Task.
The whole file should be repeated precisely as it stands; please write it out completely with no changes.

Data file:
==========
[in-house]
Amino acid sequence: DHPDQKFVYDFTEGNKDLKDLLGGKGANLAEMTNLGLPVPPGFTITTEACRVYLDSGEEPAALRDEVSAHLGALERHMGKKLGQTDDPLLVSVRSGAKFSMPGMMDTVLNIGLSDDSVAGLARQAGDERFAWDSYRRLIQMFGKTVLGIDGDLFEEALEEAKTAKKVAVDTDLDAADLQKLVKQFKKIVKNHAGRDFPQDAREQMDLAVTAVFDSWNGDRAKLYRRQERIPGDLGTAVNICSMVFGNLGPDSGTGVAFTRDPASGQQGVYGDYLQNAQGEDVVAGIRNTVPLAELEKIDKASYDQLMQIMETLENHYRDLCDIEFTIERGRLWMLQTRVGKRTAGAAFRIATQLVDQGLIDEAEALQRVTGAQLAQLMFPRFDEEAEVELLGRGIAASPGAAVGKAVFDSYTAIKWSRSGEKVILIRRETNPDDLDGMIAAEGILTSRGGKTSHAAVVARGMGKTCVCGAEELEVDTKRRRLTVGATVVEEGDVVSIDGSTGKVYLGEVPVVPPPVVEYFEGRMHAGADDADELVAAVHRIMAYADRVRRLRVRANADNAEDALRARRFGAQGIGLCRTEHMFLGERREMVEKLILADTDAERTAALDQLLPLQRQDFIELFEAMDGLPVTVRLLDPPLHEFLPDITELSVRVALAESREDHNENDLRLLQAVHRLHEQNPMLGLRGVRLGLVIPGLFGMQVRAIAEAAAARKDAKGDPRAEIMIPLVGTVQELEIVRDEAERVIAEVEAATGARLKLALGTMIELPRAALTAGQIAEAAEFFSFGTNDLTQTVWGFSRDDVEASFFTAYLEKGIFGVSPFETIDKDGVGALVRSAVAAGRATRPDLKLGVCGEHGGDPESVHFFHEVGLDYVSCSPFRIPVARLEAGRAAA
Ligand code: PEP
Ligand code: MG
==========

[in-house]
Amino acid sequence: DHPDQKFVYDFTEGNKDLKDLLGGKGANLAEMTNLGLPVPPGFTITTEACRVYLDSGEEPAALRDEVSAHLGALERHMGKKLGQTDDPLLVSVRSGAKFSMPGMMDTVLNIGLSDDSVAGLARQAGDERFAWDSYRRLIQMFGKTVLGIDGDLFEEALEEAKTAKKVAVDTDLDAADLQKLVKQFKKIVKNHAGRDFPQDAREQMDLAVTAVFDSWNGDRAKLYRRQERIPGDLGTAVNICSMVFGNLGPDSGTGVAFTRDPASGQQGVYGDYLQNAQGEDVVAGIRNTVPLAELEKIDKASYDQLMQIMETLENHYRDLCDIEFTIERGRLWMLQTRVGKRTAGAAFRIATQLVDQGLIDEAEALQRVTGAQLAQLMFPRFDEEAEVELLGRGIAASPGAAVGKAVFDSYTAIKWSRSGEKVILIRRETNPDDLDGMIAAEGILTSRGGKTSHAAVVARGMGKTCVCGAEELEVDTKRRRLTVGATVVEEGDVVSIDGSTGKVYLGEVPVVPPPVVEYFEGRMHAGADDADELVAAVHRIMAYADRVRRLRVRANADNAEDALRARRFGAQGIGLCRTEHMFLGERREMVEKLILADTDAERTAALDQLLPLQRQDFIELFEAMDGLPVTVRLLDPPLHEFLPDITELSVRVALAESREDHNENDLRLLQAVHRLHEQNPMLGLRGVRLGLVIPGLFGMQVRAIAEAAAARKDAKGDPRAEIMIPLVGTVQELEIVRDEAERVIAEVEAATGARLKLALGTMIELPRAALTAGQIAEAAEFFSFGTNDLTQTVWGFSRDDVEASFFTAYLEKGIFGVSPFETIDKDGVGALVRSAVAAGRATRPDLKLGVCGEHGGDPESVHFFHEVGLDYVSCSPFRIPVARLEAGRAAA
Ligand code: PEP
Ligand code: MG